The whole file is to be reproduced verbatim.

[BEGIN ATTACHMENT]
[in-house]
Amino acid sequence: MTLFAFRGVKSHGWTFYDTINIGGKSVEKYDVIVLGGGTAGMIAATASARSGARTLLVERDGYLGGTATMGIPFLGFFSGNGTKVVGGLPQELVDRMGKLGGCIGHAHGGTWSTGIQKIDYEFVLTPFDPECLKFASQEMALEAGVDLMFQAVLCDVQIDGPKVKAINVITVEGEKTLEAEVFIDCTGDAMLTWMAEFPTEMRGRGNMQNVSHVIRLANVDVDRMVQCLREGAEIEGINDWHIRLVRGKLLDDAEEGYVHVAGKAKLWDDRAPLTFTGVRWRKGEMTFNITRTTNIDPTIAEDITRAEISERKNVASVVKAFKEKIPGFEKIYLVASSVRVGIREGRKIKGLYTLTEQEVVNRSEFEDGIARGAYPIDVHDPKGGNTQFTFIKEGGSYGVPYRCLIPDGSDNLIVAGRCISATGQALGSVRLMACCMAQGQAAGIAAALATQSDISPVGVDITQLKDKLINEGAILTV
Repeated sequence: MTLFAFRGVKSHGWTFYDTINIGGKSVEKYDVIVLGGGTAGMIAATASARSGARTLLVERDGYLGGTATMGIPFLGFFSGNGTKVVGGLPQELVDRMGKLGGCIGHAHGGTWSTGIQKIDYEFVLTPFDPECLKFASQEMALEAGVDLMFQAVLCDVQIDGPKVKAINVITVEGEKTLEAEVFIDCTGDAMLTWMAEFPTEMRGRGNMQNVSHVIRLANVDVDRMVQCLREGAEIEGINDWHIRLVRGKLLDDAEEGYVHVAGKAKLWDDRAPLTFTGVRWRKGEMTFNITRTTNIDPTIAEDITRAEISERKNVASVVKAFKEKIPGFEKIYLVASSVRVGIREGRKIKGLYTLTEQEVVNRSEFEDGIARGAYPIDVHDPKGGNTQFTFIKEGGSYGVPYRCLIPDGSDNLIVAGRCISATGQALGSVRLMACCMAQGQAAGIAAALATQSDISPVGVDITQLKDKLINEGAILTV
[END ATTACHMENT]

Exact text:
[in-house]
Amino acid sequence: MTLFAFRGVKSHGWTFYDTINIGGKSVEKYDVIVLGGGTAGMIAATASARSGARTLLVERDGYLGGTATMGIPFLGFFSGNGTKVVGGLPQELVDRMGKLGGCIGHAHGGTWSTGIQKIDYEFVLTPFDPECLKFASQEMALEAGVDLMFQAVLCDVQIDGPKVKAINVITVEGEKTLEAEVFIDCTGDAMLTWMAEFPTEMRGRGNMQNVSHVIRLANVDVDRMVQCLREGAEIEGINDWHIRLVRGKLLDDAEEGYVHVAGKAKLWDDRAPLTFTGVRWRKGEMTFNITRTTNIDPTIAEDITRAEISERKNVASVVKAFKEKIPGFEKIYLVASSVRVGIREGRKIKGLYTLTEQEVVNRSEFEDGIARGAYPIDVHDPKGGNTQFTFIKEGGSYGVPYRCLIPDGSDNLIVAGRCISATGQALGSVRLMACCMAQGQAAGIAAALATQSDISPVGVDITQLKDKLINEGAILTV
Repeated sequence: MTLFAFRGVKSHGWTFYDTINIGGKSVEKYDVIVLGGGTAGMIAATASARSGARTLLVERDGYLGGTATMGIPFLGFFSGNGTKVVGGLPQELVDRMGKLGGCIGHAHGGTWSTGIQKIDYEFVLTPFDPECLKFASQEMALEAGVDLMFQAVLCDVQIDGPKVKAINVITVEGEKTLEAEVFIDCTGDAMLTWMAEFPTEMRGRGNMQNVSHVIRLANVDVDRMVQCLREGAEIEGINDWHIRLVRGKLLDDAEEGYVHVAGKAKLWDDRAPLTFTGVRWRKGEMTFNITRTTNIDPTIAEDITRAEISERKNVASVVKAFKEKIPGFEKIYLVASSVRVGIREGRKIKGLYTLTEQEVVNRSEFEDGIARGAYPIDVHDPKGGNTQFTFIKEGGSYGVPYRCLIPDGSDNLIVAGRCISATGQALGSVRLMACCMAQGQAAGIAAALATQSDISPVGVDITQLKDKLINEGAILTV